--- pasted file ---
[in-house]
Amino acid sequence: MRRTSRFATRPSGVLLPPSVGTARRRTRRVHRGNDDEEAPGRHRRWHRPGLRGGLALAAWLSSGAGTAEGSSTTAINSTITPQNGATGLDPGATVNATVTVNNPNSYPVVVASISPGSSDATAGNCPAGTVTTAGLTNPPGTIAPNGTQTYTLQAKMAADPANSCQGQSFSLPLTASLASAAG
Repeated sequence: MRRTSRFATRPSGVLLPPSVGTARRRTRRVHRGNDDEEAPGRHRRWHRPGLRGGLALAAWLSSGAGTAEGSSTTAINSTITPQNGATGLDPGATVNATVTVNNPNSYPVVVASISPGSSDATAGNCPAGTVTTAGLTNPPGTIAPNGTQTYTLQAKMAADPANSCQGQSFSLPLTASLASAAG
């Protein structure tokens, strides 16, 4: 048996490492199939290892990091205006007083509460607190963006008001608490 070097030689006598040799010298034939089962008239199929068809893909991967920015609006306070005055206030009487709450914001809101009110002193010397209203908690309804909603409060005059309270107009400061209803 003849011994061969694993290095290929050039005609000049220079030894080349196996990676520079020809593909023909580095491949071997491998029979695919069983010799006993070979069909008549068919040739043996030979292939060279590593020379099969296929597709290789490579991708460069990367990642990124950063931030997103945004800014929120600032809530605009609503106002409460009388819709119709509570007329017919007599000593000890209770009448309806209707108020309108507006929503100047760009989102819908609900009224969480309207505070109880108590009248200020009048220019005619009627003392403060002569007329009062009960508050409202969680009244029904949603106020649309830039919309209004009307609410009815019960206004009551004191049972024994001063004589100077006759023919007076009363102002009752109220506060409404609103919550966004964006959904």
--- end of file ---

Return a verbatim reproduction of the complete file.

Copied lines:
[in-house]
Amino acid sequence: MRRTSRFATRPSGVLLPPSVGTARRRTRRVHRGNDDEEAPGRHRRWHRPGLRGGLALAAWLSSGAGTAEGSSTTAINSTITPQNGATGLDPGATVNATVTVNNPNSYPVVVASISPGSSDATAGNCPAGTVTTAGLTNPPGTIAPNGTQTYTLQAKMAADPANSCQGQSFSLPLTASLASAAG
Repeated sequence: MRRTSRFATRPSGVLLPPSVGTARRRTRRVHRGNDDEEAPGRHRRWHRPGLRGGLALAAWLSSGAGTAEGSSTTAINSTITPQNGATGLDPGATVNATVTVNNPNSYPVVVASISPGSSDATAGNCPAGTVTTAGLTNPPGTIAPNGTQTYTLQAKMAADPANSCQGQSFSLPLTASLASAAG
């Protein structure tokens, strides 16, 4: 048996490492199939290892990091205006007083509460607190963006008001608490 070097030689006598040799010298034939089962008239199929068809893909991967920015609006306070005055206030009487709450914001809101009110002193010397209203908690309804909603409060005059309270107009400061209803 003849011994061969694993290095290929050039005609000049220079030894080349196996990676520079020809593909023909580095491949071997491998029979695919069983010799006993070979069909008549068919040739043996030979292939060279590593020379099969296929597709290789490579991708460069990367990642990124950063931030997103945004800014929120600032809530605009609503106002409460009388819709119709509570007329017919007599000593000890209770009448309806209707108020309108507006929503100047760009989102819908609900009224969480309207505070109880108590009248200020009048220019005619009627003392403060002569007329009062009960508050409202969680009244029904949603106020649309830039919309209004009307609410009815019960206004009551004191049972024994001063004589100077006759023919007076009363102002009752109220506060409404609103919550966004964006959904």